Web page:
Back downtown, I pay a visit to Michael Jackson’s birthplace, a house so tiny it is hard to picture how all the Jacksons ever fit inside it. It is easy, though, to picture those early band practices spilling out of the windows. An iron fence surrounds the house, and there’s a granite monument in the startlingly green yard, with tributes chalked and markered on every available surface. Behind the house, a plastic raised emblem of a glove has been affixed to a recycling bin.
Driving down Jackson Street, I try to count houses and give up. At least half of them are boarded up; at the end of the block stands an abandoned school. I had assumed the street was renamed in honor of Michael, but this is not the case. On the east side of Broadway, the roads are named after states; on the west, for presidents. The president streets end with Taft, who took office in the city’s early days, and who tried, unsuccessfully, to break up U.S. Steel, once the largest mill in the world. The street names only underscore the looming metaphor and irony of this city, deliberately aligned with and conceived in American capitalism, and now living with a legacy of racism so obvious that it cannot be blamed simply on Gary, or even on Indiana, but on America itself.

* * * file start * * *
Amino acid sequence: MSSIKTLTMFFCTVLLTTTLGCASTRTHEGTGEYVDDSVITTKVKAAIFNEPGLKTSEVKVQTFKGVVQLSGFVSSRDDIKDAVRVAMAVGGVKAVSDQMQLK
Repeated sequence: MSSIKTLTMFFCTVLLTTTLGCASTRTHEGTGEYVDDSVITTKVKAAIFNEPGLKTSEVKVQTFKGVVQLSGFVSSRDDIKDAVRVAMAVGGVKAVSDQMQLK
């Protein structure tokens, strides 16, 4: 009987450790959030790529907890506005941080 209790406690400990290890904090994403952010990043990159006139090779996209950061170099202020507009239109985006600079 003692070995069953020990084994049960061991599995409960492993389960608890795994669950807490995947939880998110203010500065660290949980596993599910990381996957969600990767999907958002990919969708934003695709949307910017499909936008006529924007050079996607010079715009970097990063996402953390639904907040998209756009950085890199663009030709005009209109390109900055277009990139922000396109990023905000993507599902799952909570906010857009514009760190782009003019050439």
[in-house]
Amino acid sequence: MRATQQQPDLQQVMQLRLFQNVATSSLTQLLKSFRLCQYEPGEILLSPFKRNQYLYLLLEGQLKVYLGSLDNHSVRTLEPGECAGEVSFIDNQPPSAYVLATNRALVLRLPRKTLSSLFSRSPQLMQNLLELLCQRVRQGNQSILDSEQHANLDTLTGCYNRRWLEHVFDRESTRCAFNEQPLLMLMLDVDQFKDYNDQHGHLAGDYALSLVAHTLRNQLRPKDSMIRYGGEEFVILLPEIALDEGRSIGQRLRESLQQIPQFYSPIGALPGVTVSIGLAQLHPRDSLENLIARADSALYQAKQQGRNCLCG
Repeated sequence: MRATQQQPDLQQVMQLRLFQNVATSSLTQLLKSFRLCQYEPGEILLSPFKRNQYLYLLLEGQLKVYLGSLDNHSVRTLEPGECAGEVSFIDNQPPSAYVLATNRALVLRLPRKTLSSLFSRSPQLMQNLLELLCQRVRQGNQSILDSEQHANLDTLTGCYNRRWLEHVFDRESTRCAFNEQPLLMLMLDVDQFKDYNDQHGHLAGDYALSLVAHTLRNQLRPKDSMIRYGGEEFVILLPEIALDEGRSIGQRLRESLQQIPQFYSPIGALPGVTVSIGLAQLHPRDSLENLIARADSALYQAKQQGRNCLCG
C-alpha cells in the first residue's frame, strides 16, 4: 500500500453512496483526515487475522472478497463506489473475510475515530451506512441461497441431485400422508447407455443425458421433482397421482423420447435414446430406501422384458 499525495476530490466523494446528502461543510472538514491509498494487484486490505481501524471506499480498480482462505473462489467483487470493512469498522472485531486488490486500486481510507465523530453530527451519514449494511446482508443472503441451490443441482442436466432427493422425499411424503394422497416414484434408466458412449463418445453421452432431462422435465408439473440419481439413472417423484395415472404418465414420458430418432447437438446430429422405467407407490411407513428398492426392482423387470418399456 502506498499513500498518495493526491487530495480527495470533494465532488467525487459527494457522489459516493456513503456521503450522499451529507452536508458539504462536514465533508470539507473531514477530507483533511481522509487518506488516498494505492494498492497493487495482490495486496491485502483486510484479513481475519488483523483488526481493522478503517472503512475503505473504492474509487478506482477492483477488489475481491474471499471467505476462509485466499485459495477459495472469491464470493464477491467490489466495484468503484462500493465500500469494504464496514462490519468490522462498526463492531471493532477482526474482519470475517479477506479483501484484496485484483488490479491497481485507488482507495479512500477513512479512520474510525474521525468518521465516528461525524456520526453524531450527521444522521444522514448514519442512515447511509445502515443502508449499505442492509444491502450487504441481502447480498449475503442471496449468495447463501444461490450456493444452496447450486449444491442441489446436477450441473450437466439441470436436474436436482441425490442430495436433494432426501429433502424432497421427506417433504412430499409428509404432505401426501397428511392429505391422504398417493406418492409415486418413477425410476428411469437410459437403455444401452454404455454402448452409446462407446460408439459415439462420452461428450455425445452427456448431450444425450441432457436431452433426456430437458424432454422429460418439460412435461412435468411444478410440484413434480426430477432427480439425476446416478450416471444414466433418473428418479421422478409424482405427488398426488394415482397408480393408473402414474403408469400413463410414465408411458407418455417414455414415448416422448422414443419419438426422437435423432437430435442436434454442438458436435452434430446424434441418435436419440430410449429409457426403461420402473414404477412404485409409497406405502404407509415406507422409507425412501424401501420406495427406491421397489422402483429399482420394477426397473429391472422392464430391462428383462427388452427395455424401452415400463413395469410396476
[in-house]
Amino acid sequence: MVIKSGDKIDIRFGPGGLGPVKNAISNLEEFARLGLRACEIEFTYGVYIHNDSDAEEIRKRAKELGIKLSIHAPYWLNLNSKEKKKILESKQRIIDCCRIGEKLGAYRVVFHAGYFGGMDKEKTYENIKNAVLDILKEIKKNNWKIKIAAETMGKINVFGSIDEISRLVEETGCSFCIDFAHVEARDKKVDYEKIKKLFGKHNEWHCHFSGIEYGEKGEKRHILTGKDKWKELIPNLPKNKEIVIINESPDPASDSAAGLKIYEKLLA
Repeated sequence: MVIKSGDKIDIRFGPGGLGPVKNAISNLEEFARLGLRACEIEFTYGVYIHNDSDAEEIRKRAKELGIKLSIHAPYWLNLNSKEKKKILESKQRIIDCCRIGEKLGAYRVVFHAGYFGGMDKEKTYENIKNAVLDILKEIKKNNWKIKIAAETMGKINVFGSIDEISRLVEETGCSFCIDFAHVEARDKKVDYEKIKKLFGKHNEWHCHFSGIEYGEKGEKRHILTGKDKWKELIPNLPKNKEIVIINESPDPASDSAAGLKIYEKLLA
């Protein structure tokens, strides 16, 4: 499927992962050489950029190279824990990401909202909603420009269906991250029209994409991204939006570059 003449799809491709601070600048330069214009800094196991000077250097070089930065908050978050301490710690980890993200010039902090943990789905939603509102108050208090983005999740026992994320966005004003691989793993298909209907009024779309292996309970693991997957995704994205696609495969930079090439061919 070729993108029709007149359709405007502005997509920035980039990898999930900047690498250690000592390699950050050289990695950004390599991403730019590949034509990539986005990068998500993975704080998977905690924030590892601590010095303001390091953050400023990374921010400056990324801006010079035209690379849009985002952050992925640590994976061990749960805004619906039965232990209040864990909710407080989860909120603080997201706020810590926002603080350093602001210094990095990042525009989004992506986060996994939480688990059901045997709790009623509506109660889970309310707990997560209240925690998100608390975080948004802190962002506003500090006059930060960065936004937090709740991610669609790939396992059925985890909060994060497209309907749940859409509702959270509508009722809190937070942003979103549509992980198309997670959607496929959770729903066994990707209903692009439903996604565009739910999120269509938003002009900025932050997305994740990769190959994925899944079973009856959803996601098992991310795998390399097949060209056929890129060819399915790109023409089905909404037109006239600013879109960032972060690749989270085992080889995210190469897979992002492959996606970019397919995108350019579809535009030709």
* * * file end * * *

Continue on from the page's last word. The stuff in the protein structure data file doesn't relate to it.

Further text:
It is approaching sunset when Patton and I take a drive to Gary Works, her old U.S. Steel jobsite. We have been sitting outside at Panera Bread—a different one, in Merrillville. It’s the only place Patton claims she can think of, on this balmy, 70-degree day, with outdoor seating. “I have my spots,” she says, laughing. As far as she’s concerned, there is nowhere to go in Gary. If there was, she says, she would go there. “I wish I knew the Gary my mom grew up with,” she says. “You see it in pictures, but I want to know what it felt like. Now it’s like the abandoned child.”